Speech-language therapists (SLPs) evaluate speech, language, social interaction, and emergent literacy functioning in children. Parents are an essential part of the therapy process so SLPs also teach parents techniques to use at home throughout the day.
SLPs help with:
- Articulation – produce sounds in isolation, then in words and phrases, and then in conversation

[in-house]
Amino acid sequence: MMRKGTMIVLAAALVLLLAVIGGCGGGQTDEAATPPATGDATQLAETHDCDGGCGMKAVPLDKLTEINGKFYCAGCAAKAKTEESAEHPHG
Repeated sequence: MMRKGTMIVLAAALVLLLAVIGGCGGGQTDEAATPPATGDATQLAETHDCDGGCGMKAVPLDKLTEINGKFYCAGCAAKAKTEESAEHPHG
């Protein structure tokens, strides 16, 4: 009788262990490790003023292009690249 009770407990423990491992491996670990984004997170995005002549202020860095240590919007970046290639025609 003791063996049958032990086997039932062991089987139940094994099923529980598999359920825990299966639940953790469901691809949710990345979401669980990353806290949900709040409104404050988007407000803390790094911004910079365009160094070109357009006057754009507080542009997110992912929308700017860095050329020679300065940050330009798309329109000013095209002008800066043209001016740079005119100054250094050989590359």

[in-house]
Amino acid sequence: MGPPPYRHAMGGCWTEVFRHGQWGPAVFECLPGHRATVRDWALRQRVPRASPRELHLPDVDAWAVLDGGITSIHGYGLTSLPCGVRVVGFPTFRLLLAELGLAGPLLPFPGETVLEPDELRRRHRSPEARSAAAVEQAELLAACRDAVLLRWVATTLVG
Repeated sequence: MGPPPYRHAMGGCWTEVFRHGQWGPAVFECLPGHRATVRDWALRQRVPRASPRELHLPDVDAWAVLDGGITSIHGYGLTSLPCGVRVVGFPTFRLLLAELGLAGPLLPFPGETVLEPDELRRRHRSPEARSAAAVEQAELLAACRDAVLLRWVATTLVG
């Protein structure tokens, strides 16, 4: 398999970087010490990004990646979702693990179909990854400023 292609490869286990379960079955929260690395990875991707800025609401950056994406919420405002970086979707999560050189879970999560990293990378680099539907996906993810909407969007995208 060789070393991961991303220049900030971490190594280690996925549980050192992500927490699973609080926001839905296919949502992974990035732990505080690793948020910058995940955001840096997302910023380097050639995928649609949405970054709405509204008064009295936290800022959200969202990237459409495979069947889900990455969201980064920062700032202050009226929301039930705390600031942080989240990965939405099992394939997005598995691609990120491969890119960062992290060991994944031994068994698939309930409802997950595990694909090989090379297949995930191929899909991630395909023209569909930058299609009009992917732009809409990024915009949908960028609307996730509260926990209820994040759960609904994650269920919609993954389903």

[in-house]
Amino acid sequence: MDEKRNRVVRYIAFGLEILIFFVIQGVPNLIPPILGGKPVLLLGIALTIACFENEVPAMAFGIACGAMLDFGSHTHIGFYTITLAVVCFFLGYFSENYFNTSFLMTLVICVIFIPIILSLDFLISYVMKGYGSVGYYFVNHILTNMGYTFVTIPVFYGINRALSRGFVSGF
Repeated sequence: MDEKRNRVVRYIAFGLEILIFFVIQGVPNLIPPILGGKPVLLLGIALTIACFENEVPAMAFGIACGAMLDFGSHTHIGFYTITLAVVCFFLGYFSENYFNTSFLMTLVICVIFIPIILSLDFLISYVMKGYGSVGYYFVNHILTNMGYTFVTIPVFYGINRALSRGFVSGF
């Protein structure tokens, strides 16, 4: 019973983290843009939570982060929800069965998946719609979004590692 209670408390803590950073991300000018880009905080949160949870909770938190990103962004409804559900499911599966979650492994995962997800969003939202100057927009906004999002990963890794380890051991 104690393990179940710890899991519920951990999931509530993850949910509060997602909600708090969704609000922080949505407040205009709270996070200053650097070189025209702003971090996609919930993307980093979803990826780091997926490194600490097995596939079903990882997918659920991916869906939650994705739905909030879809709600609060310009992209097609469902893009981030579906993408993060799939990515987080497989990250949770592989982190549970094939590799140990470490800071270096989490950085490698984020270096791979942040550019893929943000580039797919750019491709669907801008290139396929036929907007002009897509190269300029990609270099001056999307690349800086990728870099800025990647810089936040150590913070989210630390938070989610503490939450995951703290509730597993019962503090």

- Voice – use vocal folds and breathing to produce sounds, relaxation techniques, and appropriate volume
- Fluency – address the child’s feelings about hesitations or stuttering and teach techniques to manage the rhythm of speech
- Receptive language – understand others, word meanings and sentence structures; follow directions
- Expressive language – what words to use, how to put words together, and what word combinations work best in what situations sharing thoughts, ideas, and feelings
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